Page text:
• For those under cancer care with concerns about management of symptoms, six studies of reflexology which included a total of 255 patients demonstrated its effectiveness in reducing pain and anxiety
• Two studies of post-operative cancer patients including a total of 89 cancer patients noted results of lessened pain and anxiety reported by patients to whom reflexology was applied as well as significantly less use of analgesics.
• Five studies of reflexology applied to a total of 69 cancer patients in palliative care found that reflexology helped with alleviation
Reflexology works on the 7,000 nerves in your feet...
Understanding the feet provides fascinating and beneficial insights into the workings of the subconscious mind, through the study of the ever-changing characteristics of the feet.
Typical reactions during and after a reflexology session are:
Everyone is different, and some people may feel nothing during a treatment and this is also normal! Reflexology works in the way that we need it as individuals.
Reflexology in Sport - Julian Wait, Port Adelaide Magpies League Player
For example radicular pains in neck and lower back. (Pelvis/Groin Injuries) treating such areas via reflexes in the feet is safe and can often give considerable relief.
Diarrhea and constipation caused by stress in competing sports people may respond well to reflexology.
An athlete aims to prevent injury, condition muscle and enhance performance.
Professional Athletes have a program that includes Exercise, Nutrition, Mental Health and Physical Fitness. The goal is to balance all to gain peak performance.
To have access to an accredited reflexologist is rare. We have a club doctor, physiotherapist, sports trainers, and chiropractor plus management team.
Exploring our feet through self-reflexology can be an easy and free way to support our mind, body and spirit
Our feet are home to literally thousands of nerve endings and almost seventy acupuncture points, which is why foot reflexology is so effective. By massaging and stimulating specific areas on the soles of our feet, we can provide general support for our entire body, improve sleep patterns, increase physical and mental wellbeing and also alleviate chronic conditions such as sinusitis and digestive upset. Although it is wonderful to work with an experienced foot reflexologist whenever possible, we can also develop a practice of treating ourselves to a self-reflexology treatment if we take some time for this purpose before we begin our day or in the evening to relax before going to bed.
There are a number of different ways to work the soles of your feet, including walking barefoot on river stones, rolling each foot over a golf or tennis ball, or just using your fingers and hands to massage your feet. When starting a reflexology session, it's a good idea to begin with loosening up your ankles – rotate each foot clockwise then counterclockwise about ten times. You might also want to pinch the end of your toes, which can increase circulation and drainage in your sinuses and stimulate your pituitary and pineal glands. Then you can begin massaging the ball of your foot, the arch, and the heel. If you find that an area is tender, it may indicate some distress or dysfunction occurring in the corresponding area of the body. You may want to explore what is going on with that organ or system.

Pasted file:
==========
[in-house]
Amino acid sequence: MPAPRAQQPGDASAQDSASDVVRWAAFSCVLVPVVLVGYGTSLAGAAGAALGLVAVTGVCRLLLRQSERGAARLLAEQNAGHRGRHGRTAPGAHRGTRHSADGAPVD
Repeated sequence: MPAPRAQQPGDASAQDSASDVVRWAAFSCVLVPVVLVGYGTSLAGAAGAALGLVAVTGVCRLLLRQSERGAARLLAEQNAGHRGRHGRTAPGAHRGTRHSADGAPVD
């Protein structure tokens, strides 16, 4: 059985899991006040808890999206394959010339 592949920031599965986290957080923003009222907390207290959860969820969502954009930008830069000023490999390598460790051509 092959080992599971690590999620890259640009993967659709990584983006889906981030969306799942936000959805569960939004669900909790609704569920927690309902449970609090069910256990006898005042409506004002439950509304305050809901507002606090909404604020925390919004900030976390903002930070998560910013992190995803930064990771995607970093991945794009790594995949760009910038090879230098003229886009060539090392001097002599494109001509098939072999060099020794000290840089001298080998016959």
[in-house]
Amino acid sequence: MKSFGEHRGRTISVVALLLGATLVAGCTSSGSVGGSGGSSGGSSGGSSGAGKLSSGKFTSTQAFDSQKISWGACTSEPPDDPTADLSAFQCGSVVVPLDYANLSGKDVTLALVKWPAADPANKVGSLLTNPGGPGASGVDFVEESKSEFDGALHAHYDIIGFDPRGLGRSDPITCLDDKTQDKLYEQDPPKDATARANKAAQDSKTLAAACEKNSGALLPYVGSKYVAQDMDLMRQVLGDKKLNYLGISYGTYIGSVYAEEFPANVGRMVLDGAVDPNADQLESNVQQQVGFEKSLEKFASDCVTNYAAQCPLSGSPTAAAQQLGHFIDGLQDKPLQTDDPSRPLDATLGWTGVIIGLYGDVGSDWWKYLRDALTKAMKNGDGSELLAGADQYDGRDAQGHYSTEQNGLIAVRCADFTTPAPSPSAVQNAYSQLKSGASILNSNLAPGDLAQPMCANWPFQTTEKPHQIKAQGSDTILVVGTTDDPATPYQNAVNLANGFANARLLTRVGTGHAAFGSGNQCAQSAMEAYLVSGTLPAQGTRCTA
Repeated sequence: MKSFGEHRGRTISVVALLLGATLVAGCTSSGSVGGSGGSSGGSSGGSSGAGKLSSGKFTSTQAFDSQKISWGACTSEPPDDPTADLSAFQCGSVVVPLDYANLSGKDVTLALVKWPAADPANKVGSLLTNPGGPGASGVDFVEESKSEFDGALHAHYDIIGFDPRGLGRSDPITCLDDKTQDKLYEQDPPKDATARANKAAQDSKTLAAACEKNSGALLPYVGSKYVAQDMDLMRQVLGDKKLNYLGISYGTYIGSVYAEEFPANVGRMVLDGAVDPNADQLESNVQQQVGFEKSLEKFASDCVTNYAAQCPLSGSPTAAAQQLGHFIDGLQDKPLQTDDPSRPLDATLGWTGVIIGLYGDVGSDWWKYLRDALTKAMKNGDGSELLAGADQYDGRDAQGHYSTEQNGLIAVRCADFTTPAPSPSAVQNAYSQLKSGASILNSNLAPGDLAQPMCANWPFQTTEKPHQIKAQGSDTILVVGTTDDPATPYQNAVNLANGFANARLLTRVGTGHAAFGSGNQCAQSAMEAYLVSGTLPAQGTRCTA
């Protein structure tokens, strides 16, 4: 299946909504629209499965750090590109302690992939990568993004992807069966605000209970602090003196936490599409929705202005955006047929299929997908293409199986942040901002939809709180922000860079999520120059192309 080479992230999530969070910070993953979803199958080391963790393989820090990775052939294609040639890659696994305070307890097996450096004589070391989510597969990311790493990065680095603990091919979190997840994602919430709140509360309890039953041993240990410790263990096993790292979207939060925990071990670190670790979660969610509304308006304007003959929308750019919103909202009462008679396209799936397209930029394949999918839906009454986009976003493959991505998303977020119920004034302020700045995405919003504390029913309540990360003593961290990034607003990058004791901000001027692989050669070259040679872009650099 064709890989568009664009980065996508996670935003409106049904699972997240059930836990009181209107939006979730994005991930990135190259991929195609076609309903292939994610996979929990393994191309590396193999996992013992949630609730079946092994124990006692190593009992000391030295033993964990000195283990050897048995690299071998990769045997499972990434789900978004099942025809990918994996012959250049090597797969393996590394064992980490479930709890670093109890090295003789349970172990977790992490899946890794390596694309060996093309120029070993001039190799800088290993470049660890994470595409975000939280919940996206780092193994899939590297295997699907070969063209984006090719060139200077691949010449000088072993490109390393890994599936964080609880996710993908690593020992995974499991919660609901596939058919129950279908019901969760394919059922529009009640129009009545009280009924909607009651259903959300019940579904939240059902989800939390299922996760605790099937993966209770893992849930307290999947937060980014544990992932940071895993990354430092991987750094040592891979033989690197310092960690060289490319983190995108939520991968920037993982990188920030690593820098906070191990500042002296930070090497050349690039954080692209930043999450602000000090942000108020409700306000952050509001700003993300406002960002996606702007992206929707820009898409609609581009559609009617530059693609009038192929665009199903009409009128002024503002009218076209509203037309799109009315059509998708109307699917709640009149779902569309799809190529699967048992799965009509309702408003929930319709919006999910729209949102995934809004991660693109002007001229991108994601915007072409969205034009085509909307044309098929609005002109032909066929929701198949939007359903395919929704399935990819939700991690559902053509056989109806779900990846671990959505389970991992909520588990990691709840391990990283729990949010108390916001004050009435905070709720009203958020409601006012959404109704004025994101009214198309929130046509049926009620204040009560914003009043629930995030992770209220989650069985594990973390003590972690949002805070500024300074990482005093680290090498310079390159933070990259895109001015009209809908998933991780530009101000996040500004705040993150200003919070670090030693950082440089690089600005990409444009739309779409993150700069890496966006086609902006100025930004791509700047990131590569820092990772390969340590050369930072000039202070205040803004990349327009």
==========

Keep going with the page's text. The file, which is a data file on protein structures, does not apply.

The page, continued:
Whether we are able to spend just a few minutes a day on this kind of self-care or a full half hour, our efforts are never wasted. By taking responsibility for our own health and taking time every day to connect with our body, we can not only assist our body in letting go of stress and dysfunction, but we can also continue to support an ongoing sense of wellness and vitality
Reflexology Dumfries and Castle Douglas
Reflexology and Mental Health
by Simon Duncan
Executive Officer, United Kingdom Association of Reflexologists
A reflex is a point on the body which, when stimulated, will have an effect on another part of the body. The classic one is the knee jerk reflex. If you tap the knee, the reflex action is the spasm of the thigh muscles which makes the knee jerk.
Reflexology is based on the concept that every part of the body is connected by energy pathways which end in reflex areas on the feet, the hands and the head. Reflexology is the practice of working over these reflexes in a precise and systematic way. By applying controlled pressure, the body is encouraged to achieve its own natural state of wholeness and good health. Working on the feet is especially beneficial in clearing and balancing the body.
The concept of stimulating the body’s own healing energies by using pressure points on the feet is not new. It has appeared in many different cultures around the world and throughout history. Earliest traces have been found over 5,000 years ago in China, Japan, Egypt and among Indian tribes in the Americas. It spread to Europe in the Dark Ages and forms of “pressure point” therapy were used in the Middle Ages by both peasants and the aristocracy.